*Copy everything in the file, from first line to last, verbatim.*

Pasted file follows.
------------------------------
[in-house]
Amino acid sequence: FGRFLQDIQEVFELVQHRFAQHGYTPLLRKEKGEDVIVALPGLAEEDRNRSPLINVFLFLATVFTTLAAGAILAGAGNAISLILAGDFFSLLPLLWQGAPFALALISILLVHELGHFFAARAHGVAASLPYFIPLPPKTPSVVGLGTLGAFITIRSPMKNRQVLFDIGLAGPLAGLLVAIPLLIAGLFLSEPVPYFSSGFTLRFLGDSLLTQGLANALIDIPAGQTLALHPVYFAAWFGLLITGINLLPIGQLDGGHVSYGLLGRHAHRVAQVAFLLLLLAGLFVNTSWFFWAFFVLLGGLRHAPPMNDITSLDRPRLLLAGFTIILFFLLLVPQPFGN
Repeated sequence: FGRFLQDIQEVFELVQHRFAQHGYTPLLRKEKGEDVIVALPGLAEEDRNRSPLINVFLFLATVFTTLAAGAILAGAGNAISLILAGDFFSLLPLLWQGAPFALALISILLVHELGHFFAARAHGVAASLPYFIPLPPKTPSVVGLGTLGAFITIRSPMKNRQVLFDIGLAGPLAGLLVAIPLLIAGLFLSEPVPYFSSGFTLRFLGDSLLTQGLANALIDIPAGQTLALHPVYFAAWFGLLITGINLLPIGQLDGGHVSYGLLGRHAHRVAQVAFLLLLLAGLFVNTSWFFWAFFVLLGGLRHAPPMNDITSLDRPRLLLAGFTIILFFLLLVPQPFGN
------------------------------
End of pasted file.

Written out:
[in-house]
Amino acid sequence: FGRFLQDIQEVFELVQHRFAQHGYTPLLRKEKGEDVIVALPGLAEEDRNRSPLINVFLFLATVFTTLAAGAILAGAGNAISLILAGDFFSLLPLLWQGAPFALALISILLVHELGHFFAARAHGVAASLPYFIPLPPKTPSVVGLGTLGAFITIRSPMKNRQVLFDIGLAGPLAGLLVAIPLLIAGLFLSEPVPYFSSGFTLRFLGDSLLTQGLANALIDIPAGQTLALHPVYFAAWFGLLITGINLLPIGQLDGGHVSYGLLGRHAHRVAQVAFLLLLLAGLFVNTSWFFWAFFVLLGGLRHAPPMNDITSLDRPRLLLAGFTIILFFLLLVPQPFGN
Repeated sequence: FGRFLQDIQEVFELVQHRFAQHGYTPLLRKEKGEDVIVALPGLAEEDRNRSPLINVFLFLATVFTTLAAGAILAGAGNAISLILAGDFFSLLPLLWQGAPFALALISILLVHELGHFFAARAHGVAASLPYFIPLPPKTPSVVGLGTLGAFITIRSPMKNRQVLFDIGLAGPLAGLLVAIPLLIAGLFLSEPVPYFSSGFTLRFLGDSLLTQGLANALIDIPAGQTLALHPVYFAAWFGLLITGINLLPIGQLDGGHVSYGLLGRHAHRVAQVAFLLLLLAGLFVNTSWFFWAFFVLLGGLRHAPPMNDITSLDRPRLLLAGFTIILFFLLLVPQPFGN